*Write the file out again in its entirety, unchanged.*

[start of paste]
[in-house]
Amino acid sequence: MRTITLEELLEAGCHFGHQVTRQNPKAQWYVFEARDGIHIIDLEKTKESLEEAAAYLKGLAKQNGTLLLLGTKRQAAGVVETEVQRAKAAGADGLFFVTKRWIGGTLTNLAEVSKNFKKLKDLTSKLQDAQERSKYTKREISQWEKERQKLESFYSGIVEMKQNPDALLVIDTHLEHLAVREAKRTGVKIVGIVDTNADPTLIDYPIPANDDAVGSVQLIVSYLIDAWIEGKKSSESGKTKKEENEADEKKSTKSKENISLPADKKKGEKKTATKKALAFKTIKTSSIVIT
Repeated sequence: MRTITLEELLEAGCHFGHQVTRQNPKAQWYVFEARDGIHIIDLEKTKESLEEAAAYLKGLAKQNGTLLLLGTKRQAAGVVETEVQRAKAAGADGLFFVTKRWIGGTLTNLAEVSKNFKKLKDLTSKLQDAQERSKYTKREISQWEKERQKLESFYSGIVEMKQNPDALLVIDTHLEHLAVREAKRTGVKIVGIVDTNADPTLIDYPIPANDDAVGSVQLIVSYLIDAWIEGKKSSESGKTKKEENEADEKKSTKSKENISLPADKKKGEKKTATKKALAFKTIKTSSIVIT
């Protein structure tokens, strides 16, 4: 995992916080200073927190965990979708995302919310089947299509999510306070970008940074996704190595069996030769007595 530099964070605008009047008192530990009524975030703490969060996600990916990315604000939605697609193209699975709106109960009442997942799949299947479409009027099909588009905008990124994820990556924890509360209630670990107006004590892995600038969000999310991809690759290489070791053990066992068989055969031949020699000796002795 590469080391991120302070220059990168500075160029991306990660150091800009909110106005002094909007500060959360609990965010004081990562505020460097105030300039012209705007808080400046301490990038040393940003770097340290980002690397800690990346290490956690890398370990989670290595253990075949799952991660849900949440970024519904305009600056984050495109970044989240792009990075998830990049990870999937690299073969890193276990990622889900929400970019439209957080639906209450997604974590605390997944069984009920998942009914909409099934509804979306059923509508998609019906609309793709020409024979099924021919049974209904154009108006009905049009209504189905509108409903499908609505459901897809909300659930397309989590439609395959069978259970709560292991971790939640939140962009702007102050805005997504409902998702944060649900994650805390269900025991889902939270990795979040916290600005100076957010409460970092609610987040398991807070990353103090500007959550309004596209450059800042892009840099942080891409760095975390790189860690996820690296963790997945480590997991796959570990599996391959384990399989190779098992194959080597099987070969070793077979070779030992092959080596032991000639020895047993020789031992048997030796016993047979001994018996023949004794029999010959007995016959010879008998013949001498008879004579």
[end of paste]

[in-house]
Amino acid sequence: MRTITLEELLEAGCHFGHQVTRQNPKAQWYVFEARDGIHIIDLEKTKESLEEAAAYLKGLAKQNGTLLLLGTKRQAAGVVETEVQRAKAAGADGLFFVTKRWIGGTLTNLAEVSKNFKKLKDLTSKLQDAQERSKYTKREISQWEKERQKLESFYSGIVEMKQNPDALLVIDTHLEHLAVREAKRTGVKIVGIVDTNADPTLIDYPIPANDDAVGSVQLIVSYLIDAWIEGKKSSESGKTKKEENEADEKKSTKSKENISLPADKKKGEKKTATKKALAFKTIKTSSIVIT
Repeated sequence: MRTITLEELLEAGCHFGHQVTRQNPKAQWYVFEARDGIHIIDLEKTKESLEEAAAYLKGLAKQNGTLLLLGTKRQAAGVVETEVQRAKAAGADGLFFVTKRWIGGTLTNLAEVSKNFKKLKDLTSKLQDAQERSKYTKREISQWEKERQKLESFYSGIVEMKQNPDALLVIDTHLEHLAVREAKRTGVKIVGIVDTNADPTLIDYPIPANDDAVGSVQLIVSYLIDAWIEGKKSSESGKTKKEENEADEKKSTKSKENISLPADKKKGEKKTATKKALAFKTIKTSSIVIT
């Protein structure tokens, strides 16, 4: 995992916080200073927190965990979708995302919310089947299509999510306070970008940074996704190595069996030769007595 530099964070605008009047008192530990009524975030703490969060996600990916990315604000939605697609193209699975709106109960009442997942799949299947479409009027099909588009905008990124994820990556924890509360209630670990107006004590892995600038969000999310991809690759290489070791053990066992068989055969031949020699000796002795 590469080391991120302070220059990168500075160029991306990660150091800009909110106005002094909007500060959360609990965010004081990562505020460097105030300039012209705007808080400046301490990038040393940003770097340290980002690397800690990346290490956690890398370990989670290595253990075949799952991660849900949440970024519904305009600056984050495109970044989240792009990075998830990049990870999937690299073969890193276990990622889900929400970019439209957080639906209450997604974590605390997944069984009920998942009914909409099934509804979306059923509508998609019906609309793709020409024979099924021919049974209904154009108006009905049009209504189905509108409903499908609505459901897809909300659930397309989590439609395959069978259970709560292991971790939640939140962009702007102050805005997504409902998702944060649900994650805390269900025991889902939270990795979040916290600005100076957010409460970092609610987040398991807070990353103090500007959550309004596209450059800042892009840099942080891409760095975390790189860690996820690296963790997945480590997991796959570990599996391959384990399989190779098992194959080597099987070969070793077979070779030992092959080596032991000639020895047993020789031992048997030796016993047979001994018996023949004794029999010959007995016959010879008998013949001498008879004579």